How To Manage Cash Flow and Avoid Loans
Managing cash flow is an integral component of every business. With proper management of funds, you can avoid taking out loans. Having a profitable business does not necessarily dictate positive cash flow. There are many factors involved in managing cash flow properly.
What Is Cash Flow In Business and Why Is It Important?
In order to understand how to manage cash flow, it is important to clarify what cash flow means. Cash flow is the actual amount of cash flowing into and out of your business. A positive level of cash flow needs to be maintained in order for your business to remain operational and profitable.
Businesses constantly have money coming in and money going out. This operating cash flow can be broken down into two subcategories; they are referred to as cash inflow and cash outflow. Any successful business will have a give and take balance between the two. Cash inflow primarily comes from regular day-to-day operations. This is money paid by your customers for goods or services rendered. Cash outflow covers money used for daily operations, including payroll, costs of goods sold, utilities, rent, and any other business operating expenses.
A persistent negative cash flow can have detrimental effects on your business. It will force you to take out loans just to keep up with operations and will have you constantly struggling just to play catch up, let alone having the time to actually focus on and grow your business. It is therefore vitally important to maintain a positive net cash flow.
Cash Flow Management Techniques
If you are suffering from negative cash flow, you need to identify whether it is because of poor profit or poor cash flow management. If it is due to a profitability issue, learning to grow your profits is a topic for another time and will not be covered here. However, if it is due to managing cash flow poorly, there are many techniques available to turn things around and maintain a positive cash flow.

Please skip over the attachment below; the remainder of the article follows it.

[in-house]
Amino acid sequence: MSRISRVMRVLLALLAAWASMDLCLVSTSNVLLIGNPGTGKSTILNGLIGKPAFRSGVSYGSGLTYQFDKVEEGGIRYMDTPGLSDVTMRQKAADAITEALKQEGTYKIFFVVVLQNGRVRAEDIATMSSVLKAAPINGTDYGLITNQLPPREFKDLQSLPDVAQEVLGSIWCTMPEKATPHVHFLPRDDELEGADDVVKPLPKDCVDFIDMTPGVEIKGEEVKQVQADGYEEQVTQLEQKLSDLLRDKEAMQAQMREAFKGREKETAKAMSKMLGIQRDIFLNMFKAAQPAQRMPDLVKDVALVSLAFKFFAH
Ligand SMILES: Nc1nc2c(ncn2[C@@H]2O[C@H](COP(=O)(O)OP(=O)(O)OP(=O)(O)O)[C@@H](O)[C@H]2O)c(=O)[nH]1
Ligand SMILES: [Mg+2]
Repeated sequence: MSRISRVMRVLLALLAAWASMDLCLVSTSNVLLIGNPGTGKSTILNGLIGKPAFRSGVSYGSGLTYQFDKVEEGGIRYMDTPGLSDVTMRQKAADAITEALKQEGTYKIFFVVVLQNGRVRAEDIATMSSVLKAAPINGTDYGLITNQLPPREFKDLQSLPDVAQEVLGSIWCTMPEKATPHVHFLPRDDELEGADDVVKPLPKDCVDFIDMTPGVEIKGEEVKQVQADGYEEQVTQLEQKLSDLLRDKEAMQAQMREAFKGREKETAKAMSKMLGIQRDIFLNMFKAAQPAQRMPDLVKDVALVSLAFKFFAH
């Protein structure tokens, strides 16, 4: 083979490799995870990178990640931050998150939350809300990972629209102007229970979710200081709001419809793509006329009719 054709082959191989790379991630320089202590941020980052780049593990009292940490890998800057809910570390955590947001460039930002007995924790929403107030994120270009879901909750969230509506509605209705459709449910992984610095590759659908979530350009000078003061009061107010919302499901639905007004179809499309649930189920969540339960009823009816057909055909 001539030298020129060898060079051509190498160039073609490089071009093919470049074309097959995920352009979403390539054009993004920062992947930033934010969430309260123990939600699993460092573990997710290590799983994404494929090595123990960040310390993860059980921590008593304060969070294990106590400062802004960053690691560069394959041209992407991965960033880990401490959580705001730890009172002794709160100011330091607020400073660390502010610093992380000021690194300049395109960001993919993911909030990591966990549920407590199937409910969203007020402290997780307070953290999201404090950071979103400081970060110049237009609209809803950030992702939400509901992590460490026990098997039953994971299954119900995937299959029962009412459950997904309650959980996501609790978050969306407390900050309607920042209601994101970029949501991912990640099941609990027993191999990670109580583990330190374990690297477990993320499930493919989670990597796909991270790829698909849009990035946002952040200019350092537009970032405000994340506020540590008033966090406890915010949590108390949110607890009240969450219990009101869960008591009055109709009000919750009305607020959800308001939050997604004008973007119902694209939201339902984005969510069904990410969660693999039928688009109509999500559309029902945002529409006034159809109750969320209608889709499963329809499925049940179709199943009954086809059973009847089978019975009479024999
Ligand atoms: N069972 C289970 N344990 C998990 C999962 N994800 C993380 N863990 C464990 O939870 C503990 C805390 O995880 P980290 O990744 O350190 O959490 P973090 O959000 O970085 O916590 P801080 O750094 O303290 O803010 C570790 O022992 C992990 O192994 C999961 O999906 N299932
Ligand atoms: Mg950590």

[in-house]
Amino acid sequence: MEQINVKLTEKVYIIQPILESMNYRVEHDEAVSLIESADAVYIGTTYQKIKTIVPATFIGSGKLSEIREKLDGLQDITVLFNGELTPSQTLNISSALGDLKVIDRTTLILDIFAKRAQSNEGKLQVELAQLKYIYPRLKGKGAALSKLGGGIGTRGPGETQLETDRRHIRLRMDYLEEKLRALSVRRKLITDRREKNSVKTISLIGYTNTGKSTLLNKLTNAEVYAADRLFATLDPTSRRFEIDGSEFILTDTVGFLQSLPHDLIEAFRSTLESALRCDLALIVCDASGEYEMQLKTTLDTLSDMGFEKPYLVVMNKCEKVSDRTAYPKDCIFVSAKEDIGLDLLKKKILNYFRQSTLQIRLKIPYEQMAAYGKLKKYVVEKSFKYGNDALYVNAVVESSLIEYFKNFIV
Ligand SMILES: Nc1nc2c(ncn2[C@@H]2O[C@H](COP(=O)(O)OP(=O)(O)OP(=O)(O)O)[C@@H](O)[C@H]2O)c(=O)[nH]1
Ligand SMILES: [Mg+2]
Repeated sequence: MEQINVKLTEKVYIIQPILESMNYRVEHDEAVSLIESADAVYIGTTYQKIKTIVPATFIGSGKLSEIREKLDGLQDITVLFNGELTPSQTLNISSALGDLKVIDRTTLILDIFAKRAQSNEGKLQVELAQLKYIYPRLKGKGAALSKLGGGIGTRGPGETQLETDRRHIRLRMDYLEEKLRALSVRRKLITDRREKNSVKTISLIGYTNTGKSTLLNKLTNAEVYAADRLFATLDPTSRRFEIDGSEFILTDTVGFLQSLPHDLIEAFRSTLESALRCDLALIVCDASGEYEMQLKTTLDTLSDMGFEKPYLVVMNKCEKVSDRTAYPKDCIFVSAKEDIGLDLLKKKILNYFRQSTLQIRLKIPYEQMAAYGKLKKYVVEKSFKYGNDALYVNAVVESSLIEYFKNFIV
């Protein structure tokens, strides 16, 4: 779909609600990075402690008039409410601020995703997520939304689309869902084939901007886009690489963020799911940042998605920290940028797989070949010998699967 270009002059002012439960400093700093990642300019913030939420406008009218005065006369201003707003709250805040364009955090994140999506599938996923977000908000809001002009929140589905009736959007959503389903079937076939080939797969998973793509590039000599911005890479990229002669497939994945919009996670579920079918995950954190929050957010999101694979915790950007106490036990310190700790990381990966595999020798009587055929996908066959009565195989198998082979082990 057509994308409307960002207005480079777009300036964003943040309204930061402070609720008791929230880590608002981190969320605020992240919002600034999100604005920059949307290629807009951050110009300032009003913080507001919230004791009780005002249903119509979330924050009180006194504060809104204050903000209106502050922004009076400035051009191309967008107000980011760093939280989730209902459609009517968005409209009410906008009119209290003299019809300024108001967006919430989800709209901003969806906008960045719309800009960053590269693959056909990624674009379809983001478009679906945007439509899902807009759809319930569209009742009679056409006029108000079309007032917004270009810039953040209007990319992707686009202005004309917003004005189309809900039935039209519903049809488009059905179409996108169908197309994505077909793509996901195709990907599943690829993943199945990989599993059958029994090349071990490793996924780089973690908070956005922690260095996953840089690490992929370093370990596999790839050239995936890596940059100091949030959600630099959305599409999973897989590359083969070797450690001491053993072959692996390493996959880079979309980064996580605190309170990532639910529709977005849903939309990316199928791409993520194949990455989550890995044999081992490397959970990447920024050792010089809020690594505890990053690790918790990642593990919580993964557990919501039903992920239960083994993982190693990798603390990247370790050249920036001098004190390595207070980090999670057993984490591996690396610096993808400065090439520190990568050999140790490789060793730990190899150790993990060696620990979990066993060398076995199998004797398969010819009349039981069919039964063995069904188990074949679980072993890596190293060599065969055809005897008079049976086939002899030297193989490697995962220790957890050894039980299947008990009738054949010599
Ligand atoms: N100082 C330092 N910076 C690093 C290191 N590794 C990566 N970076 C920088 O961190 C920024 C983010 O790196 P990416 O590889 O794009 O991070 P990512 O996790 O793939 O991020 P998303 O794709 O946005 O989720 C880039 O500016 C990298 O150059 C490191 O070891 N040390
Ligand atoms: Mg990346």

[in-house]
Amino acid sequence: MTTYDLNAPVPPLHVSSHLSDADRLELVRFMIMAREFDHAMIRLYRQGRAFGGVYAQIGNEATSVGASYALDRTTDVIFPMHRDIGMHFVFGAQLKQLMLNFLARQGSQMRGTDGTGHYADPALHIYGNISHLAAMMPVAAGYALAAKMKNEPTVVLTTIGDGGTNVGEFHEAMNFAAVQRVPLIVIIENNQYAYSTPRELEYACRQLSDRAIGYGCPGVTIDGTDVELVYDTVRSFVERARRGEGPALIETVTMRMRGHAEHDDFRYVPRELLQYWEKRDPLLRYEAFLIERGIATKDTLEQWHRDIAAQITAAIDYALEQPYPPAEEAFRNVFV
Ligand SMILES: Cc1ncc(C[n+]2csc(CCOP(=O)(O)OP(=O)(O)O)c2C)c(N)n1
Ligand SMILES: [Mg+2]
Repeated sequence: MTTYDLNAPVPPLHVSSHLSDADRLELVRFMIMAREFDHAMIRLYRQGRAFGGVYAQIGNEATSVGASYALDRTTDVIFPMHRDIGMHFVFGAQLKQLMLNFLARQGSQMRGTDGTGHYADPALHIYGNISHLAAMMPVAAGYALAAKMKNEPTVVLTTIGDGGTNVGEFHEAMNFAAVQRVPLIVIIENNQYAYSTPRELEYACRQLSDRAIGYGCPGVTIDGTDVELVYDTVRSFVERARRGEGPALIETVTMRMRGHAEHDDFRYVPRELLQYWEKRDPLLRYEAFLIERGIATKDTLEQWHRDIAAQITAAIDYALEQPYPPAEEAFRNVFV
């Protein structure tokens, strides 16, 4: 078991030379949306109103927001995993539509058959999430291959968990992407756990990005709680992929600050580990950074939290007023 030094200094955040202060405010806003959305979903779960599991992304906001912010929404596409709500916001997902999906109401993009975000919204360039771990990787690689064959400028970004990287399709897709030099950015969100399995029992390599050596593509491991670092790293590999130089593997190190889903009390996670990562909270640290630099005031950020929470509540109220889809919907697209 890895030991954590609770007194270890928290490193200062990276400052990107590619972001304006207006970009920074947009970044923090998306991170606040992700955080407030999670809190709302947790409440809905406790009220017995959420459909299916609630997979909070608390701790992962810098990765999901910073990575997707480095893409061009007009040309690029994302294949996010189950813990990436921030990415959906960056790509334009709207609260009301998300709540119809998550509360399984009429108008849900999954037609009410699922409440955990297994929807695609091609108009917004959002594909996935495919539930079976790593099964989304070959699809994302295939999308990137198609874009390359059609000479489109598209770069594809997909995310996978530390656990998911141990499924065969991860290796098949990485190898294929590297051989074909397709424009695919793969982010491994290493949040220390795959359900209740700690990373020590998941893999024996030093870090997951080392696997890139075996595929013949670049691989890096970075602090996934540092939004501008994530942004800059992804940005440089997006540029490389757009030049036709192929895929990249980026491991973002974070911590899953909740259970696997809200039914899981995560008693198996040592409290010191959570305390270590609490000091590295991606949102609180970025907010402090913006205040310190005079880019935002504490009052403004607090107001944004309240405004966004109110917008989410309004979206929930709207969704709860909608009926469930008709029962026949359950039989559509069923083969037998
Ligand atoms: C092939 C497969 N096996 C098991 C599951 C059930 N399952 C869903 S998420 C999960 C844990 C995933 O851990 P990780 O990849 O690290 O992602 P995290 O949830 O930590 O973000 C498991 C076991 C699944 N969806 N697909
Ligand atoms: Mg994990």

Once you have established that your business is profitable, i.e., sales are high, margins are good, and balance sheets are positive, you can identify why you are struggling with cash flow. In simple terms, it is because your cash inflow is not happening at a rate that is fast enough to ensure the funds to cover your cash outflow. This means that you are not receiving payment from your customers in time to cover monthly or even weekly business operating expenses, including rent, payroll, marketing costs, etcetera.
Here are several helpful cash flow management techniques that will ensure you have working capital, with money available to meet your day-to-day business obligations.
- You can only get control of your cash flow by understanding your cash flow. Work with your accountant or bookkeeper to project future cash flow and structure your business operations accordingly. If needed, work with a debt management plan to get control of outstanding credit card bills and the like.
- Improve collections on invoices by offering incentives for early payment. Also, be sure to send out invoices promptly to avoid unnecessary delay. Your customer may have funds to pay on the day of the sale, but if you take an additional three days to send over the invoice, you may end up waiting another month to receive payment.
- Restructure your regular payments. Work with your vendors to negotiate better payment terms or find new vendors with terms that align better with your business. You can also alter your payroll schedule and have it run bi-monthly instead of weekly.
- Budget your business expenses and reduce overhead. Over time, you can accumulate lots of unnecessary overhead, i.e., paying for services you no longer need, or not being aware of better rates that are available. Know your budget and work your expenses accordingly.